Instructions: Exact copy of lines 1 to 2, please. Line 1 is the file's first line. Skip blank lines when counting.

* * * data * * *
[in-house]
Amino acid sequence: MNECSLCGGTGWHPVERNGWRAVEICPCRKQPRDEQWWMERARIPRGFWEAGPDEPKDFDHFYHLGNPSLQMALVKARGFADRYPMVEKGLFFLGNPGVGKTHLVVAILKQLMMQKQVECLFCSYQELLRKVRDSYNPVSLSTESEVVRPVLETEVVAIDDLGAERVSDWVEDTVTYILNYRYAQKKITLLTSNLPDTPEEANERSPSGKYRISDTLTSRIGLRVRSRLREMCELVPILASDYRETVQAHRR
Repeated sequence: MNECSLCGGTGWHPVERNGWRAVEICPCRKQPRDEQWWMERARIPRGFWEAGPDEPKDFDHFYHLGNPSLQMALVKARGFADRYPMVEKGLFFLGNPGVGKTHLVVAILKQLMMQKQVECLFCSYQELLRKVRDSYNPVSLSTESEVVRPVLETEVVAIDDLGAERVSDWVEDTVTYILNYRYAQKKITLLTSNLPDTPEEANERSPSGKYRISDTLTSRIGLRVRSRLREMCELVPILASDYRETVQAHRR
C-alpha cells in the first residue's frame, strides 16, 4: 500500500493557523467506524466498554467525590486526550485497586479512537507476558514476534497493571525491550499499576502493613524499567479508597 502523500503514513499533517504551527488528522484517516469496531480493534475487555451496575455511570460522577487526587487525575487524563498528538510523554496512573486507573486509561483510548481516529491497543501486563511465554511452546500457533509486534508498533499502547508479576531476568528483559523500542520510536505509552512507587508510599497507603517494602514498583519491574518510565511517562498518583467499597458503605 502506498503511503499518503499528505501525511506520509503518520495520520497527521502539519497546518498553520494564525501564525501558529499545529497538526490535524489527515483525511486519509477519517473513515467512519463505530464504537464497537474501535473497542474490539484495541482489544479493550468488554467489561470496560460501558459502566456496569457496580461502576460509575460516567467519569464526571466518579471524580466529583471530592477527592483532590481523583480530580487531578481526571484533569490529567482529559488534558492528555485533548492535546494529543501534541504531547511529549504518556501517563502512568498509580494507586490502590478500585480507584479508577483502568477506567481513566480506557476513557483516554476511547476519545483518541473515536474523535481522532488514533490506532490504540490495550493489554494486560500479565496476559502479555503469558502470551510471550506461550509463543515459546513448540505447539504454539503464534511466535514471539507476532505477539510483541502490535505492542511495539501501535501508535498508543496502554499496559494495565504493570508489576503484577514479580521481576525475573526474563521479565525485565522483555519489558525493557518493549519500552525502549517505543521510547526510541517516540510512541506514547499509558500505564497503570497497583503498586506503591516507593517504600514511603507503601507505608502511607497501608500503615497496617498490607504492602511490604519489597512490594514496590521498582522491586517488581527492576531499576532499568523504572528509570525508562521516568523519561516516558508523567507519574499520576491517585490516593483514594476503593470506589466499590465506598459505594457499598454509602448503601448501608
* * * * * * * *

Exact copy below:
[in-house]
Amino acid sequence: MNECSLCGGTGWHPVERNGWRAVEICPCRKQPRDEQWWMERARIPRGFWEAGPDEPKDFDHFYHLGNPSLQMALVKARGFADRYPMVEKGLFFLGNPGVGKTHLVVAILKQLMMQKQVECLFCSYQELLRKVRDSYNPVSLSTESEVVRPVLETEVVAIDDLGAERVSDWVEDTVTYILNYRYAQKKITLLTSNLPDTPEEANERSPSGKYRISDTLTSRIGLRVRSRLREMCELVPILASDYRETVQAHRR